Lowell does have the largest industrial history museum in the national parks system (Boott Cotton Mills Museum) and renowned special events like the Lowell Folk Festival, Lowell Summer Music Series, and Southeast Asian Water Festival as well as a first-rate entertainment and sports arena downtown (Tsongas Center at UMass Lowell) and Red Sox minor-league baseball (Lowell Spinners at LeLacheur Park), and the massive artist complex at Western Avenue, professional theatre at MRT and strong community groups like Greater Lowell Music Theatre, all attractions that I am sure Salem would like to have. Our national park is more extensive than Salem’s (even if it has been there since 1938) and our menu of offerings is more diverse because of the music events and sports (Single A baseball and Hockey East with the best college teams in the country). The question is, Collectively, does Lowell’s line-up match a world-class museum with a $300 million endowment and 300 staff? Salem’s population is 41,000, compared to Lowell’s 106,000-plus. Not everyone likes museums. 250,000 paid admissions at PEM is a figure far lower than Lowell’s annual tourist count. But what is the combined visitation at Whistler House Museum of Art, American Textile History Museum, New England Quilt Museum, National Streetcar Museum, and Boott Mills Museum? Would it make sense to try a Lowell Museums all-access ticket and promote these as a combined experience instead of each one competing for visitors in its own niche? The root idea for the national park was to present Lowell as a museum-without-walls, taking advantage of the historic architecture (now almost completely preserved) and cultural experiences between the canals and rivers. The late Patrick Mogan would say, The buildings are the props around which the story is told. We have the distinctive setting in place now after 40 years. Are we telling the story in the most appealing and compelling ways? And the story isn’t limited to a park ranger informing tourists—it’s really every kind of expression you find in a small city.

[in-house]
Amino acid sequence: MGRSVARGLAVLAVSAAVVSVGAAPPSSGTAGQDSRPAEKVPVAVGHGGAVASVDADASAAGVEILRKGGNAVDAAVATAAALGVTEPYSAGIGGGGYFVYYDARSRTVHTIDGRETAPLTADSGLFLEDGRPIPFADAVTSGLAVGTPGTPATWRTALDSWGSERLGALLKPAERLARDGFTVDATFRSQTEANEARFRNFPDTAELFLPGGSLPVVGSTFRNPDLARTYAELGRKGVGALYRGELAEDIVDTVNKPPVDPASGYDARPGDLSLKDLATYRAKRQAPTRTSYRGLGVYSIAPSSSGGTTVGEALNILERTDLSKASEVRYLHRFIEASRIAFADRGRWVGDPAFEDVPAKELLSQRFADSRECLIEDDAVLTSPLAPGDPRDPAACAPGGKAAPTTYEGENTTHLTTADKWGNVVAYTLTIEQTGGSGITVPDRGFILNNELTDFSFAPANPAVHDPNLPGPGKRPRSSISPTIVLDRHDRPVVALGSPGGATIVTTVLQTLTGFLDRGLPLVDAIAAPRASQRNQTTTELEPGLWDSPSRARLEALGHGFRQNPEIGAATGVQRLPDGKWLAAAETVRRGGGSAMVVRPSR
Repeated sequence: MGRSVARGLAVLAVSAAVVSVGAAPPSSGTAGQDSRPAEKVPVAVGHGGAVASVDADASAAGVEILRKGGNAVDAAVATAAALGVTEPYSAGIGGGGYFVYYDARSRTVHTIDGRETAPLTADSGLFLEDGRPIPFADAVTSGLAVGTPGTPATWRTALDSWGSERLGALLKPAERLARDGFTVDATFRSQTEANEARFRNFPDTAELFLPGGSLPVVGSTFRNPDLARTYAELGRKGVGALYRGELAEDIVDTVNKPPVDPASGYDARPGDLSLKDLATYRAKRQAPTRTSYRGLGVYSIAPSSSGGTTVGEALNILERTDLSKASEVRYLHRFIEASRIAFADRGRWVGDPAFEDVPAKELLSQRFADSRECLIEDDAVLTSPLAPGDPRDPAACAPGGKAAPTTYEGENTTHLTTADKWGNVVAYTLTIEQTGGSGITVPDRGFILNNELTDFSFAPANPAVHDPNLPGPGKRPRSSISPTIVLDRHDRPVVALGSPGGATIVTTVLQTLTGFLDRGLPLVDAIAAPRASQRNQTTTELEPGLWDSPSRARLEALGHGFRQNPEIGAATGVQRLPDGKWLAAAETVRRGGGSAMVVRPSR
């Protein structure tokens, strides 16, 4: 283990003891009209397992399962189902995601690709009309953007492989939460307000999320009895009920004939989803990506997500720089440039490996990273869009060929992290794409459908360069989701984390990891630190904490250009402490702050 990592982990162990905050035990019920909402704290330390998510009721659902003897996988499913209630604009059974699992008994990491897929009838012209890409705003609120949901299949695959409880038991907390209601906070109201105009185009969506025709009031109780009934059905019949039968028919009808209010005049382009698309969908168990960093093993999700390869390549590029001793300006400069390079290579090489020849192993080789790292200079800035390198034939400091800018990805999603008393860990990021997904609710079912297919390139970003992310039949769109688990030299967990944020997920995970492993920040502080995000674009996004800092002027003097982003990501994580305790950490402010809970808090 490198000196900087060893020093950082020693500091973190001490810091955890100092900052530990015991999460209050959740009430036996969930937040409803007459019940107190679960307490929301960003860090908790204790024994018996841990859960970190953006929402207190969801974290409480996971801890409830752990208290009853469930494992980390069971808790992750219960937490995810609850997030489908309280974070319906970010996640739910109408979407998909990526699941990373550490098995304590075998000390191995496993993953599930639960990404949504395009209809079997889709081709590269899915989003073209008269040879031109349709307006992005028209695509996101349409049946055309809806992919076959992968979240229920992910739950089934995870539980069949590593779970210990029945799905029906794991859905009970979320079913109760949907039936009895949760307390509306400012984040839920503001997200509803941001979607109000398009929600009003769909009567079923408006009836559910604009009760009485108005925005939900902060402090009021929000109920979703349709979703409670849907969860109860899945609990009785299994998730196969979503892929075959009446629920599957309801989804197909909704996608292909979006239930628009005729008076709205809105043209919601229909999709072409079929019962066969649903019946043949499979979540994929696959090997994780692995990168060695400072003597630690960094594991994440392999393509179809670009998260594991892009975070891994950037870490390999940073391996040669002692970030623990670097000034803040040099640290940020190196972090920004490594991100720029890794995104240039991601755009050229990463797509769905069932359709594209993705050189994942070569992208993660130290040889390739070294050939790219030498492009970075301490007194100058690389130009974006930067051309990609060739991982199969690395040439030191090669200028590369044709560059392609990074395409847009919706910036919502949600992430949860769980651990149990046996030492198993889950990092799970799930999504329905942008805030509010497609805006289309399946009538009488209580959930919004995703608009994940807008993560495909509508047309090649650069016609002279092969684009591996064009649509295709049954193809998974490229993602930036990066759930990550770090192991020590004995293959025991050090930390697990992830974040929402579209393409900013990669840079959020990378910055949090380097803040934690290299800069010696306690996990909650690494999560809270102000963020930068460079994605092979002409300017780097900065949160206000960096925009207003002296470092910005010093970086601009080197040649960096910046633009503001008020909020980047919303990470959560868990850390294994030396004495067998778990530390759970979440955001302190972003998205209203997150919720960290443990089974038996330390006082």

From the PEM we followed a red line painted on the sidewalk to the House of the Seven Gables. Salem copied Boston’s Freedom Trail pedestrian path concept. Lowell should do the same thing. And maybe with a twist, with plaques on the buildings or in the pavement that say “Abraham Lincoln walked this way” or “Mark Wahlberg walked this way” to remind people with a little humor that notable people over the years have stepped right where they are stepping. A friend of mine from London suggested that Lowell is missing an opportunity to tell its revival story by not having tasteful plaques on buildings with information about not only the history of the building but also the modern renovation, with credit to owners who did the preservation work for which Lowell has won national awards. It would be another level of “interpretation,” to use a Park Service term, another way for people to follow the Lowell story.
Despite all that Lowell has to offer, we had a sense last week that there was more “there” there in Salem when we visited. The big ship docked at the national park site was impressive to see. The variety of small shops, even the crazy witch-themed places, created a retail buzz. The open-air trolley buses running through downtown showed you there were tourists. We have the real trolleys in Lowell, but the rail lines run on the outskirts of downtown, mostly, except where Dutton St. crosses Merrimack. Last Friday was not a special-events day in Salem, other than a free day at PEM, and there were a lot of people moving around the streets. It would be worth checking to see what it is like on a typical Saturday-Sunday in the summer. These are my thoughts for the moment.